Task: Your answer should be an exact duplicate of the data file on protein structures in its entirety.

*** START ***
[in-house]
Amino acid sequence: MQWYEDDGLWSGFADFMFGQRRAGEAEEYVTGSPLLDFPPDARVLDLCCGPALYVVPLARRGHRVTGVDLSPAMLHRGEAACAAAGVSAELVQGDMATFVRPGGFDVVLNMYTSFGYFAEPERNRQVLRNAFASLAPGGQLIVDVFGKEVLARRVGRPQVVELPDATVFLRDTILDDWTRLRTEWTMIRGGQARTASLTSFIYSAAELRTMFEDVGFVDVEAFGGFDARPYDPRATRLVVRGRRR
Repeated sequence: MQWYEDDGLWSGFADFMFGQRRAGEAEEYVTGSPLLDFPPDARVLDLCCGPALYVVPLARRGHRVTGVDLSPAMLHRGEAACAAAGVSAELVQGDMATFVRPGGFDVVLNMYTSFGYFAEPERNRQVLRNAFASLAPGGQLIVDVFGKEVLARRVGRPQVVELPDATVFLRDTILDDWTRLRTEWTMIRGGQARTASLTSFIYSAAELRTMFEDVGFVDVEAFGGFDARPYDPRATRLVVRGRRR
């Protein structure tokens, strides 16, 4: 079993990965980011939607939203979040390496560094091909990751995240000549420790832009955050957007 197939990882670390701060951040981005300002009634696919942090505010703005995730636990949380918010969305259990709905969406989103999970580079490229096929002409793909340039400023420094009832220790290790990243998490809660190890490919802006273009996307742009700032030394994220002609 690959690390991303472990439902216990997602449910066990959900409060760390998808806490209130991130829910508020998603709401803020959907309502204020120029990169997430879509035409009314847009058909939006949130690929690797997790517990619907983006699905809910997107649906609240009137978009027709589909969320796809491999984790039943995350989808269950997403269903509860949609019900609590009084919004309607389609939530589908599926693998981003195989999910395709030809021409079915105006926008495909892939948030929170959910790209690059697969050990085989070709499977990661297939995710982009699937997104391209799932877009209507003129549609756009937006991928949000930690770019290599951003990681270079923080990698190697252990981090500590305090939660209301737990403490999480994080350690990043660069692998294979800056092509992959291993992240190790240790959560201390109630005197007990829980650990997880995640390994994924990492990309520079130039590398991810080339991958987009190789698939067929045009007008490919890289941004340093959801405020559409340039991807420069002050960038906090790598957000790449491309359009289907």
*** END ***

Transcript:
[in-house]
Amino acid sequence: MQWYEDDGLWSGFADFMFGQRRAGEAEEYVTGSPLLDFPPDARVLDLCCGPALYVVPLARRGHRVTGVDLSPAMLHRGEAACAAAGVSAELVQGDMATFVRPGGFDVVLNMYTSFGYFAEPERNRQVLRNAFASLAPGGQLIVDVFGKEVLARRVGRPQVVELPDATVFLRDTILDDWTRLRTEWTMIRGGQARTASLTSFIYSAAELRTMFEDVGFVDVEAFGGFDARPYDPRATRLVVRGRRR
Repeated sequence: MQWYEDDGLWSGFADFMFGQRRAGEAEEYVTGSPLLDFPPDARVLDLCCGPALYVVPLARRGHRVTGVDLSPAMLHRGEAACAAAGVSAELVQGDMATFVRPGGFDVVLNMYTSFGYFAEPERNRQVLRNAFASLAPGGQLIVDVFGKEVLARRVGRPQVVELPDATVFLRDTILDDWTRLRTEWTMIRGGQARTASLTSFIYSAAELRTMFEDVGFVDVEAFGGFDARPYDPRATRLVVRGRRR
């Protein structure tokens, strides 16, 4: 079993990965980011939607939203979040390496560094091909990751995240000549420790832009955050957007 197939990882670390701060951040981005300002009634696919942090505010703005995730636990949380918010969305259990709905969406989103999970580079490229096929002409793909340039400023420094009832220790290790990243998490809660190890490919802006273009996307742009700032030394994220002609 690959690390991303472990439902216990997602449910066990959900409060760390998808806490209130991130829910508020998603709401803020959907309502204020120029990169997430879509035409009314847009058909939006949130690929690797997790517990619907983006699905809910997107649906609240009137978009027709589909969320796809491999984790039943995350989808269950997403269903509860949609019900609590009084919004309607389609939530589908599926693998981003195989999910395709030809021409079915105006926008495909892939948030929170959910790209690059697969050990085989070709499977990661297939995710982009699937997104391209799932877009209507003129549609756009937006991928949000930690770019290599951003990681270079923080990698190697252990981090500590305090939660209301737990403490999480994080350690990043660069692998294979800056092509992959291993992240190790240790959560201390109630005197007990829980650990997880995640390994994924990492990309520079130039590398991810080339991958987009190789698939067929045009007008490919890289941004340093959801405020559409340039991807420069002050960038906090790598957000790449491309359009289907």